The demands on the upcoming Budget are so pressing that it will be impossible to meet them in part or whole.
If you watch political programs as I do, the thing that stands out the most is those being interviewed or in the discussion taking place; you will have observed that it is always about the money or the lack thereof. Finance Minister Katy Gallagher must be pulling her hair out.
Think about it. Education, Health, ADIS, disaster relief, post pandemic recovery, small business, equal pay, lifting wages, overseas aid, Health care, defence, cost of living, clean energy, child care, science, jobs and skills, infrastructure, public housing, mental health, aged care, innovation, interest on our debt, manufacturing and many others including general cost increases.
All have a loud voice in determining their priority, but there is always that other voice shouting that there isn’t enough for all our needs. Do you just patch up the various problems or fix a few in full at the expense of others?
Do you spend a lot on things that will bear fruit in the future, knowing they might not win you the next election?
There will, of course, be journalists and others who know all these difficulties but, in their dissection, won’t mention them or the lack of money. Just negativity from a worn-out capitalistic press.
We can sometimes become so engrossed in our own problems that we can easily overlook the enormity of the suffering of others.
Will this Budget turn out to be another of the same old patchwork quilt type?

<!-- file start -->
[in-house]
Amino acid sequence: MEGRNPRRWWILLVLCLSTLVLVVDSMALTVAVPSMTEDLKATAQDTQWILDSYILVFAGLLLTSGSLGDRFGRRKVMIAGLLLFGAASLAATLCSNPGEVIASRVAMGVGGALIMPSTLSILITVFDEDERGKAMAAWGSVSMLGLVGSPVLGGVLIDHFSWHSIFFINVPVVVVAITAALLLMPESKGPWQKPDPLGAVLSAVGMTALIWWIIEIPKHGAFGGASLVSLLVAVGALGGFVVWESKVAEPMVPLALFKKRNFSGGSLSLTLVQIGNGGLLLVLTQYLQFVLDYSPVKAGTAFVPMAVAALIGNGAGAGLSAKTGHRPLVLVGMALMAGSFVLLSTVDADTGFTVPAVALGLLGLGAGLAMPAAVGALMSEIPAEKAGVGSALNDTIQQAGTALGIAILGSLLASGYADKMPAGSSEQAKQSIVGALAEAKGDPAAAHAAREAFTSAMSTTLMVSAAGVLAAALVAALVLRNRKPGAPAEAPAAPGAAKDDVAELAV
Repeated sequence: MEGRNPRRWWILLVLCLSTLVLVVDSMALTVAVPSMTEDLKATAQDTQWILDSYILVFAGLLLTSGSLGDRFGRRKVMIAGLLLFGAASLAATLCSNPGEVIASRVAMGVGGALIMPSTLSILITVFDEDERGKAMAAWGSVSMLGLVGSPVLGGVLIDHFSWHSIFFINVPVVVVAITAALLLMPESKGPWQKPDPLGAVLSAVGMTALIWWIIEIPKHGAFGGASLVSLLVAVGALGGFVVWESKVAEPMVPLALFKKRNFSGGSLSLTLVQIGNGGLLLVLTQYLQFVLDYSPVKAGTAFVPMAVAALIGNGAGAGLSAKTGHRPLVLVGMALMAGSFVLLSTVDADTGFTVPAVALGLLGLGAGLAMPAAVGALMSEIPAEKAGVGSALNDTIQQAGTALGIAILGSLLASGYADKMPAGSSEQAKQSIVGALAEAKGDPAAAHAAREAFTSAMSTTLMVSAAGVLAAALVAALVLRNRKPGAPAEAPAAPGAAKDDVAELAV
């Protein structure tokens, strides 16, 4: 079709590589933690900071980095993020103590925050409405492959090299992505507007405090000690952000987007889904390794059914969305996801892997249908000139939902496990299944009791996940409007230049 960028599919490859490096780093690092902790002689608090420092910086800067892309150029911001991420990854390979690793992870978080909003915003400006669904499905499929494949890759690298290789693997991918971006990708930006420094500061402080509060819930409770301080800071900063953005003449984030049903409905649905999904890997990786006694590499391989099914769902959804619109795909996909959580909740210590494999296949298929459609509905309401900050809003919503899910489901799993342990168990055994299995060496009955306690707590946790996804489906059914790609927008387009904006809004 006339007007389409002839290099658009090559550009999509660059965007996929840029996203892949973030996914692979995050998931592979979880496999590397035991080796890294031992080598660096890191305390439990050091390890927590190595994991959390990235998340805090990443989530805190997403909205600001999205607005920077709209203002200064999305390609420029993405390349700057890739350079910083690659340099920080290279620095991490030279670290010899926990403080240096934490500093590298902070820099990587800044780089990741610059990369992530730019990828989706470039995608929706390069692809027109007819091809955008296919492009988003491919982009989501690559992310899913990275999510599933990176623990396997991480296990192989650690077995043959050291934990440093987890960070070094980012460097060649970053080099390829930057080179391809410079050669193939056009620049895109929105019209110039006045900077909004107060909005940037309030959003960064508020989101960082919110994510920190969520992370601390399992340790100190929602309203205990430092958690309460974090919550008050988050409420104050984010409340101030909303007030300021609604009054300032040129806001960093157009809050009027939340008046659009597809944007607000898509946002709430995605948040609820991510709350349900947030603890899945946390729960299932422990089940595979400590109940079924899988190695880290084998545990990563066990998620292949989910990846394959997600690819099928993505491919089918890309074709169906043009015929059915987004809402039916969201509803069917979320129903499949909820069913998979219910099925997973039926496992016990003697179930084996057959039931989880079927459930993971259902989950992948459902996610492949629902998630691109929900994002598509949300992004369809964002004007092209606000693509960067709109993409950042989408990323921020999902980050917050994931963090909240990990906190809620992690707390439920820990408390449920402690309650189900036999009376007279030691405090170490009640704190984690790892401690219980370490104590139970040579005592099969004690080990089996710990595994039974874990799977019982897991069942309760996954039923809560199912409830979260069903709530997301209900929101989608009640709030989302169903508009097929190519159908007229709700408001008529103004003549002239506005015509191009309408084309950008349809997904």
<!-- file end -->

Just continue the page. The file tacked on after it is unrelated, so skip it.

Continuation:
Will it be one that will redistribute our wealth with more equity? A nation-building budget.
Will it signal a change in how we collect taxes and redistribute our wealth? Will there be new taxes?
Will it be reformist? If we continue to look back, we will lose sight of going forward.
Above all, will it demonstrate to Australians that money essentially belongs to the people and won’t be squandered to support friends of the incumbents?
We would be a much better society if we took the risk of thinking for ourselves unhindered by the unadulterated crap served up by the media and self interest groups.
Back to good Government…
Dr Vlad Demsar, an Australian Leadership Index researcher, told The Guardian that:
“… the figures showed that public faith in the Government was heading in the right direction after the low figures detected ahead of the election under the former prime minister, Scott Morrison.”
Might l dare suggest that Albanese is intent on proving that good honest governance is possible with real people in leadership. That the tax cuts for high-income earners will be abandoned once he has exhausted proof of the Government’s trust.
Then he can say:
“We have reconsidered this tax break in the light of current knowledge and however obligated we found ourselves, the giving could never match the benefits of not doing so.”
My thought for the day
The common good, or empathy for it, should be at the centre of any political philosophy. However, it is more likely to be found on the left than the right.